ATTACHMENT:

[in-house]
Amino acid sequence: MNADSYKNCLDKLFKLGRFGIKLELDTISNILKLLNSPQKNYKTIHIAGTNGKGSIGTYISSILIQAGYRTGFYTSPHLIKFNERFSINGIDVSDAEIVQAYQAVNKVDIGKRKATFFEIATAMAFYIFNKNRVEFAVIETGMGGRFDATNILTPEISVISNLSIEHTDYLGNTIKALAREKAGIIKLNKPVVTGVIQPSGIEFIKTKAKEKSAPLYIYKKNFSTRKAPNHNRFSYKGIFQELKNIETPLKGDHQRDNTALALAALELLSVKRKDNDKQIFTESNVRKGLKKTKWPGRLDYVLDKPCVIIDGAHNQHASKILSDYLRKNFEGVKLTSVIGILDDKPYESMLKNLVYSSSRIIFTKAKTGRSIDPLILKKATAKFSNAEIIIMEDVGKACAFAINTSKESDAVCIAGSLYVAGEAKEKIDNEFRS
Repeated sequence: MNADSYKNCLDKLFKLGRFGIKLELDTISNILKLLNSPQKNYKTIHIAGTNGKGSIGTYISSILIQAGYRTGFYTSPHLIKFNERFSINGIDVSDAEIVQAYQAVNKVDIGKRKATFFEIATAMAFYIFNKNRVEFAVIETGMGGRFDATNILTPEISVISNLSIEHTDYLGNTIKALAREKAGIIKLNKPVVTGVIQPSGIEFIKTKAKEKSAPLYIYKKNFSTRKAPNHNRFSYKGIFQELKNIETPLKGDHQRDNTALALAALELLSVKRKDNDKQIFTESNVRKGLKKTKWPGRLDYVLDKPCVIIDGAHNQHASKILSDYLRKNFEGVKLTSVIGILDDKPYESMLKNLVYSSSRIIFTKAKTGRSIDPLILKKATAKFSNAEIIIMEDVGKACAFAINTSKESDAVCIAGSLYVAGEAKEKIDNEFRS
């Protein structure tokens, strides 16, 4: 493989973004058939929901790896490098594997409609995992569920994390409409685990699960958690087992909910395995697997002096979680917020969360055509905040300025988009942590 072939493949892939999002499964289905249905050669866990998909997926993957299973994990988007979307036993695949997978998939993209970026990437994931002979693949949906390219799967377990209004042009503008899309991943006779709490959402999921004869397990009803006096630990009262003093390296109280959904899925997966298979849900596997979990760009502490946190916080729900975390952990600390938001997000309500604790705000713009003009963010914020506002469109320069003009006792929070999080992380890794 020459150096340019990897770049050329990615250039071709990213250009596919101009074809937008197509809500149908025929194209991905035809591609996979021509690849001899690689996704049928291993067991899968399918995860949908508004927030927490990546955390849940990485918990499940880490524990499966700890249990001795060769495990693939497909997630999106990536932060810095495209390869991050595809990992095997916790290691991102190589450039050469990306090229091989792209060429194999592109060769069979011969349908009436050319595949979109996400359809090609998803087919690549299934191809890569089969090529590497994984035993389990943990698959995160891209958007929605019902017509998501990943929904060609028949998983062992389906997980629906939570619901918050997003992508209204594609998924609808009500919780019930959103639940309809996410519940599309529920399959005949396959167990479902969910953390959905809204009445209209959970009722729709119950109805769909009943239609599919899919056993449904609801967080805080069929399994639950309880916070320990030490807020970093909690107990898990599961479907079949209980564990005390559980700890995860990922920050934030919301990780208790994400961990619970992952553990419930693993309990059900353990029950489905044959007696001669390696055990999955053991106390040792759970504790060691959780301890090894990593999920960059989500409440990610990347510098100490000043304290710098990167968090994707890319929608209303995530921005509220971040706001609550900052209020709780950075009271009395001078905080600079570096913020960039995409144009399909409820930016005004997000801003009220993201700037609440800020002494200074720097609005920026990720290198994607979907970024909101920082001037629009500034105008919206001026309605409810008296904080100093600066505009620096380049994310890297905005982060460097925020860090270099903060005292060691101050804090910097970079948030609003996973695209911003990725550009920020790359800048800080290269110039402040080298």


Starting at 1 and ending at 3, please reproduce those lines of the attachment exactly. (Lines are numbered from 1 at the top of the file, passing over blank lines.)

[in-house]
Amino acid sequence: MNADSYKNCLDKLFKLGRFGIKLELDTISNILKLLNSPQKNYKTIHIAGTNGKGSIGTYISSILIQAGYRTGFYTSPHLIKFNERFSINGIDVSDAEIVQAYQAVNKVDIGKRKATFFEIATAMAFYIFNKNRVEFAVIETGMGGRFDATNILTPEISVISNLSIEHTDYLGNTIKALAREKAGIIKLNKPVVTGVIQPSGIEFIKTKAKEKSAPLYIYKKNFSTRKAPNHNRFSYKGIFQELKNIETPLKGDHQRDNTALALAALELLSVKRKDNDKQIFTESNVRKGLKKTKWPGRLDYVLDKPCVIIDGAHNQHASKILSDYLRKNFEGVKLTSVIGILDDKPYESMLKNLVYSSSRIIFTKAKTGRSIDPLILKKATAKFSNAEIIIMEDVGKACAFAINTSKESDAVCIAGSLYVAGEAKEKIDNEFRS
Repeated sequence: MNADSYKNCLDKLFKLGRFGIKLELDTISNILKLLNSPQKNYKTIHIAGTNGKGSIGTYISSILIQAGYRTGFYTSPHLIKFNERFSINGIDVSDAEIVQAYQAVNKVDIGKRKATFFEIATAMAFYIFNKNRVEFAVIETGMGGRFDATNILTPEISVISNLSIEHTDYLGNTIKALAREKAGIIKLNKPVVTGVIQPSGIEFIKTKAKEKSAPLYIYKKNFSTRKAPNHNRFSYKGIFQELKNIETPLKGDHQRDNTALALAALELLSVKRKDNDKQIFTESNVRKGLKKTKWPGRLDYVLDKPCVIIDGAHNQHASKILSDYLRKNFEGVKLTSVIGILDDKPYESMLKNLVYSSSRIIFTKAKTGRSIDPLILKKATAKFSNAEIIIMEDVGKACAFAINTSKESDAVCIAGSLYVAGEAKEKIDNEFRS